Sevior v Morgan [2012] VSC 480 (22 October 2012) : termination of winding-up, public interest, ‘commercial morality’, insolvent trading, section 482(1) Corporations Act 2001

November 1, 2012 |

In Sevior v Morgan [2012] VSC 480 Sifris J terminated a winding up  under section 482(1) of the Corporations Act 2001 (the “Act”). His Honour undertook a detailed a detailed consideration of public interest and commercial morality in the exercise of the court’s discretion.



The company was incorporated on 7 September 1994 to operate the electrical business of Mr Sevior (“Sevior”).  It operated until 25 September 2009 after which time it entered into a license deed with two other companies and then ceased trading [5].  The liquidator, Mr Morgan, raised concerns about alleged Phoenix activity. On 11 December 2009 the company was placed into liquidation [6]. More than two years later Sevior proposed a deed of company arrangement [8].  In his report dated 11 April 2012, under section 439(A) of the Act, Morgan stated:

– there is a potential preference claim against the Deputy Commissioner of Taxation in the amount of $191,415;

– there is a potential claim against Mr Sevior in respect of director related transactions in the amount of $115,923;

– there is a possible claim against Mr Sevior for trading whilst insolvent in the amount of $283,153;

– Mr Sevior may have breached his duties as a director of the Company in various respects; and

– Mr Sevior may have engaged in alleged phoenix activity.

While Morgan referred his concerns about breaches of duty in Phoenix activity to ASIC it took no action and did not oppose the application. Sevior swore an affidavit that the creditors of the company had been paid and had accounted for the assets that he is assigned to another company. He also took steps to deal with the breaches of directors duties and alleged Phoenix activity [11].



His Honour reviewed the authorities in summarising the principles applicable in terminating a winding up under section 482 (1) of the Act, which are notably:

  1. the solvency of the company is to be demonstrated by the applicants who bear the onus to do so by leading the ‘fullest and best’ evidence of the company’s financial position [14];
  2. the Court is unlikely to be persuaded to act on the evidence of a single director/shareholder without external confirmation. That confirmation is typically obtained either from the liquidator of the company, if he has carried out sufficient investigations so as to put himself in a position to express an informed opinion, or from the evidence of an external accountant (quoting QBE Workers’ Compensation Pty Ltd v P Russel Enterprises Pty Ltd)[14]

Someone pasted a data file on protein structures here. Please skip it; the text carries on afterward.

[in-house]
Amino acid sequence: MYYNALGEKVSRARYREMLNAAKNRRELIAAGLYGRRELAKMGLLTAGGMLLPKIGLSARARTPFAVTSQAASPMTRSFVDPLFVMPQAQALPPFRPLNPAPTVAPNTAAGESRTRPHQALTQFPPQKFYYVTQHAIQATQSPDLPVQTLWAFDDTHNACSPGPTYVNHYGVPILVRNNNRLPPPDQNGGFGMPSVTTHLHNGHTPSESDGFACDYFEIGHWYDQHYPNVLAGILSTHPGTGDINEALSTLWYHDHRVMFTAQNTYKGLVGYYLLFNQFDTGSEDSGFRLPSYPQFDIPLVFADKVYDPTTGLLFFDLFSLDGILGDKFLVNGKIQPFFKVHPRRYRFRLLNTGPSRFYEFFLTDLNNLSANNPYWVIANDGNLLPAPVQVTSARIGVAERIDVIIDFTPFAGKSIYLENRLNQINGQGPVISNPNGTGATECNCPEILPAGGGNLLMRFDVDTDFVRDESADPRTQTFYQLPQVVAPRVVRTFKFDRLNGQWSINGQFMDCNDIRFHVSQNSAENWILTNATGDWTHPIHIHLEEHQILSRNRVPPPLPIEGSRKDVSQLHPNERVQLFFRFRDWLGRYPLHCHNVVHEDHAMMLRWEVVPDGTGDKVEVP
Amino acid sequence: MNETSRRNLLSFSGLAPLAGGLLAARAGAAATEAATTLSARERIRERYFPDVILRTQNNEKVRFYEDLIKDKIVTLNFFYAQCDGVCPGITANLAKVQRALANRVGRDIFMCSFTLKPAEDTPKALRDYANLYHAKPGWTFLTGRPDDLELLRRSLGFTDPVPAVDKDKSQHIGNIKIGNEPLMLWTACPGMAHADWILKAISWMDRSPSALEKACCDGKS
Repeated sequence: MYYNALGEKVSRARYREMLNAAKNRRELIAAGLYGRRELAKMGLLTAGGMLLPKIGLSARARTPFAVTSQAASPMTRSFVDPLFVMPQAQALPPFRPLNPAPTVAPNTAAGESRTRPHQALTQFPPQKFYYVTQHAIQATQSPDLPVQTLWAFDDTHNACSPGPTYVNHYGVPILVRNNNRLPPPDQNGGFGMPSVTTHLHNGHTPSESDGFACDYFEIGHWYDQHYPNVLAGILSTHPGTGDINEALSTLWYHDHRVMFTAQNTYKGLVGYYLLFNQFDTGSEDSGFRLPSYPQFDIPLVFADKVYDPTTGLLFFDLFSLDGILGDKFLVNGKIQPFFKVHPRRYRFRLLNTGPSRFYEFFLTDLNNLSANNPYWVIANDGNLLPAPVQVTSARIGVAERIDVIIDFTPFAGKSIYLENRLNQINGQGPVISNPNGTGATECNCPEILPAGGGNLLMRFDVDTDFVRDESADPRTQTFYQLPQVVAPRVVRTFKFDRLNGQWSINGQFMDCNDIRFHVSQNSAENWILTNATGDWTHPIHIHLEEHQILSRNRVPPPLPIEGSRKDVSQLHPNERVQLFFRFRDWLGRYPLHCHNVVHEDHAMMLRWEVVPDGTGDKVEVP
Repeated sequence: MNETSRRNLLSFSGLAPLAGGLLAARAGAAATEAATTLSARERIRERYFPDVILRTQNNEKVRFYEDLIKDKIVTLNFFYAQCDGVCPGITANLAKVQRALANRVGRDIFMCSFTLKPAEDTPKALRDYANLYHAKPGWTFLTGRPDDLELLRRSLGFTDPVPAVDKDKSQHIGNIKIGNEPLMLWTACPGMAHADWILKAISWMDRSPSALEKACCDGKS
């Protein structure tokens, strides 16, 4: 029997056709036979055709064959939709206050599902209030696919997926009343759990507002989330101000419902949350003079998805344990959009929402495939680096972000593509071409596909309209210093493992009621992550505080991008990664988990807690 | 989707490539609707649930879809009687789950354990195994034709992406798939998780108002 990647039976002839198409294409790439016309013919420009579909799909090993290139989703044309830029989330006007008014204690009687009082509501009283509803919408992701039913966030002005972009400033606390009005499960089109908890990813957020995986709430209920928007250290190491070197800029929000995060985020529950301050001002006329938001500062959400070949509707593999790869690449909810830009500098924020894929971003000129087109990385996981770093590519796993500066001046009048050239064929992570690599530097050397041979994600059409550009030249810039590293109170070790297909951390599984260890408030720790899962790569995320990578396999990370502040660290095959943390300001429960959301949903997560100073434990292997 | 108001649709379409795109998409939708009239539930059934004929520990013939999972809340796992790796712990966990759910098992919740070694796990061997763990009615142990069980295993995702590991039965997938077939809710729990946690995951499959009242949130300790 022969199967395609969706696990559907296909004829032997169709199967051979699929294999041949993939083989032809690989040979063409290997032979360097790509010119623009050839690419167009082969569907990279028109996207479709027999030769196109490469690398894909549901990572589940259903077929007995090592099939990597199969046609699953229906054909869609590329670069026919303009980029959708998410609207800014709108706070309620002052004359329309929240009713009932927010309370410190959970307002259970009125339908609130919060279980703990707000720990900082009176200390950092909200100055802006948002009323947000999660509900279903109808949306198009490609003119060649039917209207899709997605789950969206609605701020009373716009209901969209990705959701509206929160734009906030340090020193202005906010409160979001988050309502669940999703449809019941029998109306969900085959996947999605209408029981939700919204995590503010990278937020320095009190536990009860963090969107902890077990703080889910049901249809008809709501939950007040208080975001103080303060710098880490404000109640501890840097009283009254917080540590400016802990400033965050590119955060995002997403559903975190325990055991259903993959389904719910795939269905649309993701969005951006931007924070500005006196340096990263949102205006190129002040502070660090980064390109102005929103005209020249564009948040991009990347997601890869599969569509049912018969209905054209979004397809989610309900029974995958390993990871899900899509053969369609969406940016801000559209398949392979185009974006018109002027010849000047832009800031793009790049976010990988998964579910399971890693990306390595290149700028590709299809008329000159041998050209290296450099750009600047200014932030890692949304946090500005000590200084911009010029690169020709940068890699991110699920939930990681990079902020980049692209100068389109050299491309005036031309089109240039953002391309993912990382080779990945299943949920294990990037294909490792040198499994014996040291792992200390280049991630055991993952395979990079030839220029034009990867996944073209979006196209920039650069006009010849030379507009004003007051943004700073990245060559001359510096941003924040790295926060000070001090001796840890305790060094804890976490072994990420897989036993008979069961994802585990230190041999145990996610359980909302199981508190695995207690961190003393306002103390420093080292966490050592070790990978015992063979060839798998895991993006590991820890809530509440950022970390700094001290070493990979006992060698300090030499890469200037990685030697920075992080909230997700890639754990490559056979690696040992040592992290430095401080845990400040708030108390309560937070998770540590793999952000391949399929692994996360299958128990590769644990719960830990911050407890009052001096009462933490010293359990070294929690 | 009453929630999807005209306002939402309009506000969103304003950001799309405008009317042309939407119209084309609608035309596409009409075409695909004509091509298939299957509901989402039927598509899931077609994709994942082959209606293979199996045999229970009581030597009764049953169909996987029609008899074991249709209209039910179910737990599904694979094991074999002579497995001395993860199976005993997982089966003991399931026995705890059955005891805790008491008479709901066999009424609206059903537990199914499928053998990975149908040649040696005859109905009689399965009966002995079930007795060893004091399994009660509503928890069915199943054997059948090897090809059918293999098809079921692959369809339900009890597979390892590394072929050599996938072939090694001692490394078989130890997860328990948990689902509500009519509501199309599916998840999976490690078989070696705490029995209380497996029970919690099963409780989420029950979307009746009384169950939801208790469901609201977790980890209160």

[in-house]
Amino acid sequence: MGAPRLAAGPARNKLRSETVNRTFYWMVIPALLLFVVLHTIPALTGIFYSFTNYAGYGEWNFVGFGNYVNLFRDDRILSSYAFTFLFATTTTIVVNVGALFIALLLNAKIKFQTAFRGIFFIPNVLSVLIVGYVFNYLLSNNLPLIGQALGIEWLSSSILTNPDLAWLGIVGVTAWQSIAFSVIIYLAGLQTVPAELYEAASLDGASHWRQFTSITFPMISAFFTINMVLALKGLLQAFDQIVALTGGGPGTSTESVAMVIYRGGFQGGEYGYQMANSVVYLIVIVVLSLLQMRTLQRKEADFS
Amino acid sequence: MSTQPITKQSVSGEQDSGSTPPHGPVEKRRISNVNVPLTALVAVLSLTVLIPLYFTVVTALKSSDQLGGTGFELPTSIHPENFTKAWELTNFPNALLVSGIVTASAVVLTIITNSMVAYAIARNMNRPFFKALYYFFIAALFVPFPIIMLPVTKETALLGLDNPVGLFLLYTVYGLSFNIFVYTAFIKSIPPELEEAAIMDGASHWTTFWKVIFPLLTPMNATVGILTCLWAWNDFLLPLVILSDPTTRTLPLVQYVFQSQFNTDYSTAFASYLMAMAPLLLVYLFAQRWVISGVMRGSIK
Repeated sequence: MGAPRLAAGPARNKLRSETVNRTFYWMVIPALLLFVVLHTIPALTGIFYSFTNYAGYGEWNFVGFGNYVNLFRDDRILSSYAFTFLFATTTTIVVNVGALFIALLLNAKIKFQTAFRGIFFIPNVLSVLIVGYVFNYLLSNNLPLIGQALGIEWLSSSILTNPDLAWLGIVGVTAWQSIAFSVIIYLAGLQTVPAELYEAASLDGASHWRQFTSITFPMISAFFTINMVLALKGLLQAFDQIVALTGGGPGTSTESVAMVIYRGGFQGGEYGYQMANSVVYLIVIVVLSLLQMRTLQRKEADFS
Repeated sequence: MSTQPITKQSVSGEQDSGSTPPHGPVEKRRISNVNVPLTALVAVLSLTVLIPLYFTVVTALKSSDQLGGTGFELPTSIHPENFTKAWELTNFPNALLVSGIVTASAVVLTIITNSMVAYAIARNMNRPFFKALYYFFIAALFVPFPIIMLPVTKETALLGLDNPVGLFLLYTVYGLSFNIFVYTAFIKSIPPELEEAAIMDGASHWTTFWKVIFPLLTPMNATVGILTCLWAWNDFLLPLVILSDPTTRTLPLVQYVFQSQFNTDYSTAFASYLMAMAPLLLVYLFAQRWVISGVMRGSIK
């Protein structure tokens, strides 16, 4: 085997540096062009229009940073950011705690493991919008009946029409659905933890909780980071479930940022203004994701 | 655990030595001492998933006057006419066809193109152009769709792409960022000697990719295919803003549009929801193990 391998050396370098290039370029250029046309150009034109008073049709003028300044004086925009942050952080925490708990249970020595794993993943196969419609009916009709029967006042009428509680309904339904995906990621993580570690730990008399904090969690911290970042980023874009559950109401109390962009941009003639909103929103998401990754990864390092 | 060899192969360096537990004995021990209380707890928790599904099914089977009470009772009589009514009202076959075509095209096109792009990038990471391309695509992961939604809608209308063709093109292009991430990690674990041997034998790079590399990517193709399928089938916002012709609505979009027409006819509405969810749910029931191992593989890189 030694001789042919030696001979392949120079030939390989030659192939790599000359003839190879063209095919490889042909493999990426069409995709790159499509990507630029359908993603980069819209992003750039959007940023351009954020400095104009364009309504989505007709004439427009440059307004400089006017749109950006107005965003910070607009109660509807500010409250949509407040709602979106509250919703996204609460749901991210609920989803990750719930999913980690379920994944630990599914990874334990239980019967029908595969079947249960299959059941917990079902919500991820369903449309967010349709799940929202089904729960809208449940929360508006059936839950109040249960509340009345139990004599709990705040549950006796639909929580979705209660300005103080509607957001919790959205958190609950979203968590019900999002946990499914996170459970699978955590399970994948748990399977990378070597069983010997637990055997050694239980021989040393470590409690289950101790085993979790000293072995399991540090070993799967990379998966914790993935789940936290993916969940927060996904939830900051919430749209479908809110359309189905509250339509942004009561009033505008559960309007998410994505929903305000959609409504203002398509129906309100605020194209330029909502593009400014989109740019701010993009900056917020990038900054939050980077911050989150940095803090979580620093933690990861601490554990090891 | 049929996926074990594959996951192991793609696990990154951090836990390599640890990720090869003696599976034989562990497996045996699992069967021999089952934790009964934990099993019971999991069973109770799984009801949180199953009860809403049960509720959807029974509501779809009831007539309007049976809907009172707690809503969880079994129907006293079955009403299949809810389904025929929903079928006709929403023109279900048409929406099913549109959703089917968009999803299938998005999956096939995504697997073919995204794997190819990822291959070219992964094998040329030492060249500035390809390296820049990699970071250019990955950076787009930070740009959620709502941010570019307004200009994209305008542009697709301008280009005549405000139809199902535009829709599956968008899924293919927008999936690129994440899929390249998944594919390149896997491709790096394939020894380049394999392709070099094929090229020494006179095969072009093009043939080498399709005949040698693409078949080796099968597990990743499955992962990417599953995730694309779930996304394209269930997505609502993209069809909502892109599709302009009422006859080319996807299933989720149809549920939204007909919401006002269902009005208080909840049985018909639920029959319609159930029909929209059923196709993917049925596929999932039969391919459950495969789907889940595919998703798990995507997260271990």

3. regard not merely to the interests of creditors but to the public interest, including whether granting the order would be detrimental to commercial morality.  In that context the trading operations of the company had been ‘fair and above board’ and that there was not ‘an ugly side to the picture’ [14]
  4. considerations of commercial morality are not narrow.  There will be an investigation of misconduct in the affairs of the company and the pecuniary interests of existing and future creditors [14]
  5. commercial morality and public interest could be used to describe a situation where a company was perhaps technically solvent due to an agreement with creditors, but where its liabilities greatly exceeded its assets [17]
  6. A stay order will usually be made if all creditors are paid out, the liquidator’s costs and expenses are covered and the members agree. It may be accepted that there will be exceptional cases where it would not be appropriate to stay the winding up of a company simply because it is solvent [17].
  7. there may be a lack of commercial morality where an insolvent company fails to perform statutory obligations [17]

His Honour concluded his analysis stating, at [18]:

..the critical focus of the application is on the future of the company and in particular the risk of danger to future creditors. Previous issues of non-compliance and breach by a company and its directors are relevant to the intended future operation of the company, particularly where the breach or non-compliance is sufficiently serious or persistent to the extent that the court can have no confidence that the restored company will continue to operate as a good ‘corporate citizen’ according to law.